Men on trial over £50,000 video blackmail plot
A group of men allegedly demanded £50,000 from a businessman by threatening to release a stolen video to the media, a court has heard.
Belfast Crown Court heard that police arrested two of the five defendants minutes after the alleged victim, known as Witness A, handed over £15,000.
A barrister told the court that the video was inside a car belonging to Witness A which was stolen in 2001.
He added the video "was of a nature that he did not want anyone to see".
'Sent to schools and churches'
The five accused of blackmail are 47-year-old Paul Braniff from Windmill View in Ballynahinch, Eugene McKee, 54, from Woodside Drive in Dunmurry, Michael Kearney, 35, of no fixed address, his brother James Kearney, 29, from New Barnsley Parade in Belfast and Stephen Parker, 33, from Westrock Gardens, also in Belfast.
The prosecution barrister said that within weeks of the car being stolen, two videos were delivered to Witness A's home.
Phone calls then followed from a man demanding £5,000 for the return of the recordings or they would be sent to local schools and churches.
The alleged victim met the man at a fast food outlet in north Belfast and handed over the money.
No videos were ever forthcoming but more demands were made via phone calls, which Witness A ignored.
In May 2007, two men, one of whom was allegedly Mr McKee, went to Witness A's home and told him that they were "looking for a one-off payment of £50,000".
The two men said that this payment "would end it once and for all - or it would be in the Sunday papers".
The barrister said that shortly after the men left, witness A received the first of numerous telephone calls from a man demanding that he hand over money, adding that, according to the Crown case, "the man doing the talking is Eugene McKee".
He revealed that a voice comparison expert was employed by the police and she said that "there were no differences" between known recordings of Mr McKee's voice and the voice which was recorded on the threatening phone calls Witness A received.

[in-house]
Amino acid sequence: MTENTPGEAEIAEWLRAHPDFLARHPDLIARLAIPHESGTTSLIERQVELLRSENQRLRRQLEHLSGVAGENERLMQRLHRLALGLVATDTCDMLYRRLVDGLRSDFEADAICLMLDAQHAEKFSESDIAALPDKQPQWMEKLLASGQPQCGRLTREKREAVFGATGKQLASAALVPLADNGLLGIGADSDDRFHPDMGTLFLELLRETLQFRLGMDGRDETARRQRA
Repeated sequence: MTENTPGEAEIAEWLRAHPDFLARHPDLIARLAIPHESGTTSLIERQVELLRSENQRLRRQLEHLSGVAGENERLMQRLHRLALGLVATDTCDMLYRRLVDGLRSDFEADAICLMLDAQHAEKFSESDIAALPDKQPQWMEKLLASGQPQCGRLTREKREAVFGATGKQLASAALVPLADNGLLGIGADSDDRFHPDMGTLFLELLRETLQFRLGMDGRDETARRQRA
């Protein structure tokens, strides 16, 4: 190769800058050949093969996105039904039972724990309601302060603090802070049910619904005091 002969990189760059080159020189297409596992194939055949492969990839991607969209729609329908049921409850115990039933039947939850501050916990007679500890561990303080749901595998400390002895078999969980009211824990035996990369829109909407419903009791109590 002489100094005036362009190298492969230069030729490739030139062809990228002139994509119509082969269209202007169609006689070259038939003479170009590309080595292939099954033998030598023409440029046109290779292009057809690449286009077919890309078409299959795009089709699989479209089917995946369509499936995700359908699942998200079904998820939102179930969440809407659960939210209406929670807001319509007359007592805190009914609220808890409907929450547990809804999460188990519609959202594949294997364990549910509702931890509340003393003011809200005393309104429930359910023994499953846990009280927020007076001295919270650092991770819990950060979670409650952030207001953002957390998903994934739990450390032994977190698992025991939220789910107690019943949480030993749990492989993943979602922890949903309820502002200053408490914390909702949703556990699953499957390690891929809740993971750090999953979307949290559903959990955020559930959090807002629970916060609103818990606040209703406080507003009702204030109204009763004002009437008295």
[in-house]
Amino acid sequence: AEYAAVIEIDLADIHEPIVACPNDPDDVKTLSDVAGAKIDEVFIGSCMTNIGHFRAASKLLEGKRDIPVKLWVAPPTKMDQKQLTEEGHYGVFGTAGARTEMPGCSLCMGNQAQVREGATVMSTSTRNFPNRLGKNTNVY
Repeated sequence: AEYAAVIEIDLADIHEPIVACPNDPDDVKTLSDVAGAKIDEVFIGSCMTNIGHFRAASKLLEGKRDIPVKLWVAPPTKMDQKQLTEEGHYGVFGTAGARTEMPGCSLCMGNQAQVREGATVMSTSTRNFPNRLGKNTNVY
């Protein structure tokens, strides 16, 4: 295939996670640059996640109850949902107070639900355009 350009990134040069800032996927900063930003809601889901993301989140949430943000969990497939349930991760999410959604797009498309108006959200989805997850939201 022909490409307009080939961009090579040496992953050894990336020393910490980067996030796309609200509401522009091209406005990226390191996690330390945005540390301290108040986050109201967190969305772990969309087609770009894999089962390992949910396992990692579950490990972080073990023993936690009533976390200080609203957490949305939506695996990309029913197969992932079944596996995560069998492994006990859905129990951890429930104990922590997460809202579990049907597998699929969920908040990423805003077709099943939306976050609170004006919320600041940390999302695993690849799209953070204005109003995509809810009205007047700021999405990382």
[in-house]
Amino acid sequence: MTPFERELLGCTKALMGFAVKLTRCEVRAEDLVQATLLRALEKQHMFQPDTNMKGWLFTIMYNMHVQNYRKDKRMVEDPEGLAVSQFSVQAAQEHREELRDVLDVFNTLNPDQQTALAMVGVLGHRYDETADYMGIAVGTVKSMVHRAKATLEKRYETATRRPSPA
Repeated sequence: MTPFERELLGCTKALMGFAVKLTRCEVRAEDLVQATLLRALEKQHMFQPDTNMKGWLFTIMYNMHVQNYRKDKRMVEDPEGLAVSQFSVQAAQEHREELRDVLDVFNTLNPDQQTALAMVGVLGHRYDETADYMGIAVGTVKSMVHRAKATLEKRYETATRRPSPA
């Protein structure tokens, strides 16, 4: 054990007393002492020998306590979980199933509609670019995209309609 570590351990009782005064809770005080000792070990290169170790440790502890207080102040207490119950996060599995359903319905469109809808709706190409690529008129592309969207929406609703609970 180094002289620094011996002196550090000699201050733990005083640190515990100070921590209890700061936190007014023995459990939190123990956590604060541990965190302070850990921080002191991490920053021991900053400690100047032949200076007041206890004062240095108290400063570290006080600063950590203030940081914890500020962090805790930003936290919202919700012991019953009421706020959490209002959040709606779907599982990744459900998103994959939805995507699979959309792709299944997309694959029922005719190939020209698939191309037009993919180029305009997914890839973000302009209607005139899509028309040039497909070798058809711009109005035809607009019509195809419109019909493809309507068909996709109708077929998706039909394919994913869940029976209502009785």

When the police became involved, they gave Witness A a mobile phone to use and all the calls and text messages sent to it were monitored and recorded.
Two days later, while wearing a covert recording device, witness A went to a carpark on the Shankill Road and met a man driving a Rover car.
The jury heard how the man got out of the car and walked over to Witness A's car, handing him a mobile phone and telling him it was "the boss" on the other end who repeated the demands for £50,000.
The alleged victim offered £10,000 but was told that it "wasn't good enough".
On 29 May 2007, arrangements were made for a meeting at the same car park when Witness A would hand over the £15,000 in cash in a plastic bag.
When Witness A was at the car park, a man got out of a people carrier, later identified as James Kearney.
The court heard Witness A had never dealt with him before so he asked to speak to "the boss" on the phone but refused to hand over the money when he spoke to a different person on the phone.
The other man from the people carrier got out, later identified as Mr Parker, and both Mr Parker and James Kearney demanded the money from witness A but again, he refused to give them the cash.
Eventually he did speak with a man whose voice he recognised from earlier telephone conversations and then put the cash-filled bag into the back seat of the people carrier.
Mr Murphy told the jury the man speaking to witness A, allegedly Mr McKee, told him: "It was me you were speaking to - sure I was at your house last week".
It was at this point, said the lawyer, that police who had been lying in wait swooped on the car park and arrested Mr Parker and Mr Kearney.
"These two defendants, we say, are caught red-handed," declared the lawyer.
Meanwhile other officers raided Mr McKee's home and uncovered the mobile phone which had been used to contact witness A several times.
At the same time police in the general area stopped a black Renault Laguna car and arrested Mr Braniff but the driver, allegedly Michael Kearney, ran off and was not arrested until July.
During a search of a west Belfast house associated with Michael Kearney, officers uncovered the recordings which had been used to allegedly blackmail Witness A.
All five men were interviewed numerous times but they all denied having anything to do with a blackmail plot.
However the prosecution lawyer said that on the Crown case, each of the five had a role to play in what he described as a "well planned, well co-ordinated blackmail which preyed on the fear of Witness A".